A Park Slope pol wants to pull cars belonging to thousands of law-breaking motorists from city streets and force the rogue riders to go back to drivers’ ed before their wheels are returned, according to legislation he announced last week.
Councilman Brad Lander’s bill — written in response to driver Dorothy Bruns’s road-side slaughter of two kids and an unborn baby on Ninth Street in March — would give local officials the authority to impound or boot vehicles issued more than five violations by speed and red-light cameras in one year, and require their owners to attend a so-called “reckless driver accountability program” to reclaim their rides.
Bruns — whose Volvo racked up five camera violations in 2017 alone, according to records — is far from the worst of the city’s drivers, according to Lander, who said more than 25,000 other motorists committed just as many, if not more, infractions that year, necessitating a crackdown on bad behavior behind the wheel.
“There are thousands of drivers on our streets whose track record is just as bad as hers, and in some cases worse … who put the lives of their neighbors at risk with impunity,” Lander said at a press conference outside City Hall alongside District Attorney Eric Gonzalez and a bevy of safe-street advocates.
Impounding vehicles would help officials close a current loophole that lets the owners of cars that receive multiple camera violations drive off with meager $50 fines, according to Lander, because the state cannot revoke a license for infractions caught on film since cameras only capture a car’s license-place number, not the person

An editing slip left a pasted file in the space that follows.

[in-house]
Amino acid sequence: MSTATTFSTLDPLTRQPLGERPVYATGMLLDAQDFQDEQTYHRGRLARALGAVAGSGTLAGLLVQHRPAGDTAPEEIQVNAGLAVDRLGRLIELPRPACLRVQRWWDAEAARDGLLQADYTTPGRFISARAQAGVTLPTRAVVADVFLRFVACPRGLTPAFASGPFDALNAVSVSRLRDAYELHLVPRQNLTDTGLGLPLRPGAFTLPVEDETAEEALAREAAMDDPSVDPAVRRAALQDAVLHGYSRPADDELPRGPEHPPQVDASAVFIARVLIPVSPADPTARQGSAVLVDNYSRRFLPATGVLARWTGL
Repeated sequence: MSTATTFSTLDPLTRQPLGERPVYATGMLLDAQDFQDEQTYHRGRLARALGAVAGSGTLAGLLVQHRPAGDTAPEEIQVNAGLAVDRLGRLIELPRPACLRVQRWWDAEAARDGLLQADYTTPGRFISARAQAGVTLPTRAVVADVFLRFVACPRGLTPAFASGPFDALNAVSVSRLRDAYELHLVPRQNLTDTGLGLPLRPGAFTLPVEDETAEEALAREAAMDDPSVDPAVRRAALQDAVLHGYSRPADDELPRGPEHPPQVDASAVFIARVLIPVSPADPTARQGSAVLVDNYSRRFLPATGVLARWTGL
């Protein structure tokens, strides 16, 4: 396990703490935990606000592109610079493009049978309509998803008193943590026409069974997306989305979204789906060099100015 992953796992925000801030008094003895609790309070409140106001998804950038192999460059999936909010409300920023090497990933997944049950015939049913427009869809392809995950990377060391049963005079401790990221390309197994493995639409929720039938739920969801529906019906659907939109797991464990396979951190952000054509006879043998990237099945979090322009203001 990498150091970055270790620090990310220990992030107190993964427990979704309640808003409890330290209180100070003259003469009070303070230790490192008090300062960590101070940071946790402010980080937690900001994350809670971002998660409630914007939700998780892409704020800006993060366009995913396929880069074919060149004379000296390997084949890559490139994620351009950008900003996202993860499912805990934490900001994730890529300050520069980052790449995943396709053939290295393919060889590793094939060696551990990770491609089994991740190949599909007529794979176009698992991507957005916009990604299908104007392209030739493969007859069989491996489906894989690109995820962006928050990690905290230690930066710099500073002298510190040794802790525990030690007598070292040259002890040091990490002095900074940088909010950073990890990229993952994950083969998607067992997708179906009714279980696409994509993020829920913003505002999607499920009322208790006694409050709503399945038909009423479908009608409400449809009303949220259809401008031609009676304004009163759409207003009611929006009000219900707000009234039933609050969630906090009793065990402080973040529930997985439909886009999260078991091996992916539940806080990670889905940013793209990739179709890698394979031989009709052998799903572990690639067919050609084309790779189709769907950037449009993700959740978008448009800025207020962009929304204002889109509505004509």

behind the wheel.
Mayor DeBlasio demanded Albany lawmakers introduce similar legislation weeks after the deadly Park Slope crash, although he suggested suspending the vehicle registration of cars caught more than five times by cameras within a two-year period.
And Hizzoner did not call for the drivers’ ed class, which Lander said would be modeled after a program piloted at the Red Hook Community Justice Center — a so-called community court overseen by city and state officials that doles out rehabilitative sentences to minor-crime offenders in the area.
In 2016, the Justice Center mandated 298 law-breakers participate in the driver-accountability program, which emphasizes the “impact on victims” and fosters “meaningful behavioral change,” according to a report from the program’s creators at the Center for Court Innovation, a national organization that advocates for criminal-justice reform.
Twelve of Lander’s Council colleagues pledged to support his bill, which he introduced on June 7, but Manhattan Councilman Ydanis Rodriguez — chairman of the body’s Transportation Committee, which must sign off on the legislation before it can go to a full vote — has yet to lend his support, according to the Park Slope pol.
But even if the Council passes the bill, it will be toothless if state pols fail to pass their own legislation extending the city’s school-zone speed-camera program, which provides funding for the technology and is set to expire on July 1.
Days before Lander’s announcement, DeBlasio hosted a May 30 press conference in Park Slope where he called on Albany to extend and expand the speed-camera program to streets around even more city learning houses, while also teasing plans for Ninth Street’s long-awaited redesign, which he said will include a protected bike path, narrower traffic lanes for vehicles, and new loading regulations to reduce double parking.
Department of Transportation bigwigs will present the agency’s full plan for Ninth Street later this month, according to a rep.
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